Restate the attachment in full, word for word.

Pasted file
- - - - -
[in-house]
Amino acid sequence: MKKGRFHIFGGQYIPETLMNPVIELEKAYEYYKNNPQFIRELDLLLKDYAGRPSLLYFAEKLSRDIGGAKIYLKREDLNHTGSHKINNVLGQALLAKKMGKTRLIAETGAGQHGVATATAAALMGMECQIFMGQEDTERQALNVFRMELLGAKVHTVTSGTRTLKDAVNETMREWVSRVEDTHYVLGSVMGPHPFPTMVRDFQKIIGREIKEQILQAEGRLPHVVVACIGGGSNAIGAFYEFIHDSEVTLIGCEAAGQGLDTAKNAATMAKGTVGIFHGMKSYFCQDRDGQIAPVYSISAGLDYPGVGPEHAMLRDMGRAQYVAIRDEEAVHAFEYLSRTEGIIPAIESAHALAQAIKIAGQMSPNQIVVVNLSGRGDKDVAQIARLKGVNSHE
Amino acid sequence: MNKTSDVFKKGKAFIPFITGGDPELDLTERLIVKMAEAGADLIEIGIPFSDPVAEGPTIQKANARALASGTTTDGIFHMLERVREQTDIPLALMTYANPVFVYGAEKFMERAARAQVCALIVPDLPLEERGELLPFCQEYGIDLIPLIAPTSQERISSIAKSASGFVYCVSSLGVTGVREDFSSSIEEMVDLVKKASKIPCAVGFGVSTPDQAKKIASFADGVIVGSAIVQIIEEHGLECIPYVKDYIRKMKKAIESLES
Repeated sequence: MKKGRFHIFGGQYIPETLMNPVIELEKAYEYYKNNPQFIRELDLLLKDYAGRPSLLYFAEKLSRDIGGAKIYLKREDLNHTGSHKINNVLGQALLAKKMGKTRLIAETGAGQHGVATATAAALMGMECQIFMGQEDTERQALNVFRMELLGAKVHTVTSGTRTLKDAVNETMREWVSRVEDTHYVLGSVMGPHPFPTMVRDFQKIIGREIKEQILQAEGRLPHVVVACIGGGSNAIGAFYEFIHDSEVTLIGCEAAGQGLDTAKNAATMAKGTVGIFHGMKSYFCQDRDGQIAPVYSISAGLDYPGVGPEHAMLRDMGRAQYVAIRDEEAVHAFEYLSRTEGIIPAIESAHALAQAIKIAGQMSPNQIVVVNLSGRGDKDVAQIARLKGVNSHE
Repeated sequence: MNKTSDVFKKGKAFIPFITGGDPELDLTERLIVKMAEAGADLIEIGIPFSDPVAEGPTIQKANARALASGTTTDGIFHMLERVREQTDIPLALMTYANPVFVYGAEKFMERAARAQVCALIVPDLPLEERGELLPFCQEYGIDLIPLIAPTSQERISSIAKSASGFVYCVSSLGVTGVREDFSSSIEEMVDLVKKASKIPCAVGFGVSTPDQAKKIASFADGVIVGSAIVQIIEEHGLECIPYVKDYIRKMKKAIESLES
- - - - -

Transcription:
[in-house]
Amino acid sequence: MKKGRFHIFGGQYIPETLMNPVIELEKAYEYYKNNPQFIRELDLLLKDYAGRPSLLYFAEKLSRDIGGAKIYLKREDLNHTGSHKINNVLGQALLAKKMGKTRLIAETGAGQHGVATATAAALMGMECQIFMGQEDTERQALNVFRMELLGAKVHTVTSGTRTLKDAVNETMREWVSRVEDTHYVLGSVMGPHPFPTMVRDFQKIIGREIKEQILQAEGRLPHVVVACIGGGSNAIGAFYEFIHDSEVTLIGCEAAGQGLDTAKNAATMAKGTVGIFHGMKSYFCQDRDGQIAPVYSISAGLDYPGVGPEHAMLRDMGRAQYVAIRDEEAVHAFEYLSRTEGIIPAIESAHALAQAIKIAGQMSPNQIVVVNLSGRGDKDVAQIARLKGVNSHE
Amino acid sequence: MNKTSDVFKKGKAFIPFITGGDPELDLTERLIVKMAEAGADLIEIGIPFSDPVAEGPTIQKANARALASGTTTDGIFHMLERVREQTDIPLALMTYANPVFVYGAEKFMERAARAQVCALIVPDLPLEERGELLPFCQEYGIDLIPLIAPTSQERISSIAKSASGFVYCVSSLGVTGVREDFSSSIEEMVDLVKKASKIPCAVGFGVSTPDQAKKIASFADGVIVGSAIVQIIEEHGLECIPYVKDYIRKMKKAIESLES
Repeated sequence: MKKGRFHIFGGQYIPETLMNPVIELEKAYEYYKNNPQFIRELDLLLKDYAGRPSLLYFAEKLSRDIGGAKIYLKREDLNHTGSHKINNVLGQALLAKKMGKTRLIAETGAGQHGVATATAAALMGMECQIFMGQEDTERQALNVFRMELLGAKVHTVTSGTRTLKDAVNETMREWVSRVEDTHYVLGSVMGPHPFPTMVRDFQKIIGREIKEQILQAEGRLPHVVVACIGGGSNAIGAFYEFIHDSEVTLIGCEAAGQGLDTAKNAATMAKGTVGIFHGMKSYFCQDRDGQIAPVYSISAGLDYPGVGPEHAMLRDMGRAQYVAIRDEEAVHAFEYLSRTEGIIPAIESAHALAQAIKIAGQMSPNQIVVVNLSGRGDKDVAQIARLKGVNSHE
Repeated sequence: MNKTSDVFKKGKAFIPFITGGDPELDLTERLIVKMAEAGADLIEIGIPFSDPVAEGPTIQKANARALASGTTTDGIFHMLERVREQTDIPLALMTYANPVFVYGAEKFMERAARAQVCALIVPDLPLEERGELLPFCQEYGIDLIPLIAPTSQERISSIAKSASGFVYCVSSLGVTGVREDFSSSIEEMVDLVKKASKIPCAVGFGVSTPDQAKKIASFADGVIVGSAIVQIIEEHGLECIPYVKDYIRKMKKAIESLES